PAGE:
Friday, April 3, 2015

Sunburnt Feet & Frostbitten Toes

Barring four years in high school, I spent most of my childhood down south. However, I'm a Yankee, of some sort, by constitution. I tend toward writhing glances versus the spoken word, unsweet tea or, even worse, hot tea instead of sweet tea ya'll, and reading books, not the bible, in coffee shops. It's not just the heat that stifles.

Lured onto the church bus by promises of candy and prizes, my mom rightly let me figure out for myself that my butt on a foldout chair or planted on a wooden bench were the real prize. My fascination with droning fans probably began at a three hour bible study I demanded to attend. By age nine, I started declining bus rides to bible study even though it cost me a few friends. 

I wanted to fit in, but an uptight bookworm with a misguided sense of equality and a modulated Midwestern cadence is not easily accommodated. I liked all the wrong things- anoraks instead of polos, funky shoes instead of flipflops, and the occult held more appeal than the Southern Baptist church.

"Do you take Jesus Christ as your personal savior," a young man queried me in earnest before having the gumption to ask for a date. "Personal? No. No, I don't," I replied. "Well then, there's nothing more for us to talk about," he said. Open and shut, black and white, and the world of gray, Protestant, dismissed in the blink of an eye. The heat of my car welcomed me as the feeling of having just missed a death knell to my spirit washed over me.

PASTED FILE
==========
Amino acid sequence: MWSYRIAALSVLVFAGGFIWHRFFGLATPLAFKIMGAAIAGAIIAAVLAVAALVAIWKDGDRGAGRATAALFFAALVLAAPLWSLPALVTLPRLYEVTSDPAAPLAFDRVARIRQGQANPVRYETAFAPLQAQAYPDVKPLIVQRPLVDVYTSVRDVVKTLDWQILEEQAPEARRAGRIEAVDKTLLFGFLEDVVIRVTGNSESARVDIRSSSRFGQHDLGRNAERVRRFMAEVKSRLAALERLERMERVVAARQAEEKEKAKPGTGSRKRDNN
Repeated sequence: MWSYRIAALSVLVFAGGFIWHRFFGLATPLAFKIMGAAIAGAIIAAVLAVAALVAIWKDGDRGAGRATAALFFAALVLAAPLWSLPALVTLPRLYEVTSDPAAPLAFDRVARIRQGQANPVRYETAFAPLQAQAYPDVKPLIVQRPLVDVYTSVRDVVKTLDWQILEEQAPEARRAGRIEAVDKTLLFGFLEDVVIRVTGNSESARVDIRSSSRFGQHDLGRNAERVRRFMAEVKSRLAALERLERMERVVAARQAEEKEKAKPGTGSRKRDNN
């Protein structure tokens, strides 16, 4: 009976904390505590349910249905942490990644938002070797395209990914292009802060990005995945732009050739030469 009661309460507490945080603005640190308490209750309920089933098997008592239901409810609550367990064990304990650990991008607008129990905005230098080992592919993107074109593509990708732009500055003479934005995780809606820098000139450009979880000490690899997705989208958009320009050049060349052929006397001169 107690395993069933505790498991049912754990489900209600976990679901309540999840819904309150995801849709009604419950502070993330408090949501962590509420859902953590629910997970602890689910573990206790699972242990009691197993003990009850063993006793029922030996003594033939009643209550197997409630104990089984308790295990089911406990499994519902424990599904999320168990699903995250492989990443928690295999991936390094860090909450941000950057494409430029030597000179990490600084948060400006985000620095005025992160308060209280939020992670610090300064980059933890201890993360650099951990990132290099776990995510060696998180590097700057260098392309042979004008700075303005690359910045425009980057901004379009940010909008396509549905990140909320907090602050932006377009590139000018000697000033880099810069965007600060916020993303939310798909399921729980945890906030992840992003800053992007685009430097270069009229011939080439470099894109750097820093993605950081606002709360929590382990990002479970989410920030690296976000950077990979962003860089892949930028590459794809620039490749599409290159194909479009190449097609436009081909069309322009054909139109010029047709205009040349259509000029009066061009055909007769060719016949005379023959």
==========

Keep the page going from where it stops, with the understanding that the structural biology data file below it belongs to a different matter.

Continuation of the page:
Still, nearly every woman I knew or knew of, got married around this time. I began to get comfortable with the idea of being single forever even if it did feel like a case of leprosy. I counseled myself that Christ ate with the lepers. 

Then there was the time a neighbor threatened that something might happen to my house because my roommate dated a black man. "Some people frown on that sort of thing around here," she said. I shrugged at her comments. There was not much that could be said to the neighbor though she did tell me it wasn't her that I needed to worry about but those other people. "Other people?" I asked. We left the middle of the road by the mailboxes in a stalemate. I didn't act as frightened as she intimated I should be. I opted not to mention it to my roommate, it was the little thing I could do to stop the insanity from spreading. 

The stifling window of how a woman may conduct herself, what interests are deemed appropriate, and my own inability to fit the southern girl mold with aplomb sent me in search of alternatives.

Now, I visit the Redneck Riviera, admire the fit and not so fit ladies, and linger over the long drawls, noting the ways I never could quite catch. I eat grouper, greens, and grits. The handbags bursts with color. The beer is mass produced. I drink a cocktail, walk in the sugar sand, and I am grateful for staying true to some parts of myself. There's still plenty more lost causes filed away in my drawer of truths to reckon with someday, but for now, I'm glad to be heading north with both sunburnt feet and frostbitten toes.

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